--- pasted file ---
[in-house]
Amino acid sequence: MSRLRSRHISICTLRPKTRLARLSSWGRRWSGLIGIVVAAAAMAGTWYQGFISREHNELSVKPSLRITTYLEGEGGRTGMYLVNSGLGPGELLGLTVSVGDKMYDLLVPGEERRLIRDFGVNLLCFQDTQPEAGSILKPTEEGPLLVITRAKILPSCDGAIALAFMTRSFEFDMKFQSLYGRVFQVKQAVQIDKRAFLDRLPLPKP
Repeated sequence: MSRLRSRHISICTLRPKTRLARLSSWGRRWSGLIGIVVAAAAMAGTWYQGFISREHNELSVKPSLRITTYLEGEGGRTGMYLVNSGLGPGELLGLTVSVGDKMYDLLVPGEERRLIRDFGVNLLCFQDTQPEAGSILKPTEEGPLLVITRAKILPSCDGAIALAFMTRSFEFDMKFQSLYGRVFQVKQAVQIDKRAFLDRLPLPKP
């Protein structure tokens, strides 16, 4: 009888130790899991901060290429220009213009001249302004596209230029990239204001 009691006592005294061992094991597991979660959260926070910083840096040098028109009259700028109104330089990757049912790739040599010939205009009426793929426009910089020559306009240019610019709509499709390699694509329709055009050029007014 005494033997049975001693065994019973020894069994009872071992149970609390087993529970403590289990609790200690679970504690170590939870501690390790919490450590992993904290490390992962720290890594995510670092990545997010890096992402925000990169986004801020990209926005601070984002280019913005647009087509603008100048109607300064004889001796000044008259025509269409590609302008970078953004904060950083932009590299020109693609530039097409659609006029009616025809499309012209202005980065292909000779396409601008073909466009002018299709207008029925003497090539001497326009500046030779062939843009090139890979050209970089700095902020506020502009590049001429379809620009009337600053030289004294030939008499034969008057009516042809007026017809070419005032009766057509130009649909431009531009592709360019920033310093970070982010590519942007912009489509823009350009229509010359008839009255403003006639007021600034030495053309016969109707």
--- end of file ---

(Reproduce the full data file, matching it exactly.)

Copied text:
[in-house]
Amino acid sequence: MSRLRSRHISICTLRPKTRLARLSSWGRRWSGLIGIVVAAAAMAGTWYQGFISREHNELSVKPSLRITTYLEGEGGRTGMYLVNSGLGPGELLGLTVSVGDKMYDLLVPGEERRLIRDFGVNLLCFQDTQPEAGSILKPTEEGPLLVITRAKILPSCDGAIALAFMTRSFEFDMKFQSLYGRVFQVKQAVQIDKRAFLDRLPLPKP
Repeated sequence: MSRLRSRHISICTLRPKTRLARLSSWGRRWSGLIGIVVAAAAMAGTWYQGFISREHNELSVKPSLRITTYLEGEGGRTGMYLVNSGLGPGELLGLTVSVGDKMYDLLVPGEERRLIRDFGVNLLCFQDTQPEAGSILKPTEEGPLLVITRAKILPSCDGAIALAFMTRSFEFDMKFQSLYGRVFQVKQAVQIDKRAFLDRLPLPKP
């Protein structure tokens, strides 16, 4: 009888130790899991901060290429220009213009001249302004596209230029990239204001 009691006592005294061992094991597991979660959260926070910083840096040098028109009259700028109104330089990757049912790739040599010939205009009426793929426009910089020559306009240019610019709509499709390699694509329709055009050029007014 005494033997049975001693065994019973020894069994009872071992149970609390087993529970403590289990609790200690679970504690170590939870501690390790919490450590992993904290490390992962720290890594995510670092990545997010890096992402925000990169986004801020990209926005601070984002280019913005647009087509603008100048109607300064004889001796000044008259025509269409590609302008970078953004904060950083932009590299020109693609530039097409659609006029009616025809499309012209202005980065292909000779396409601008073909466009002018299709207008029925003497090539001497326009500046030779062939843009090139890979050209970089700095902020506020502009590049001429379809620009009337600053030289004294030939008499034969008057009516042809007026017809070419005032009766057509130009649909431009531009592709360019920033310093970070982010590519942007912009489509823009350009229509010359008839009255403003006639007021600034030495053309016969109707």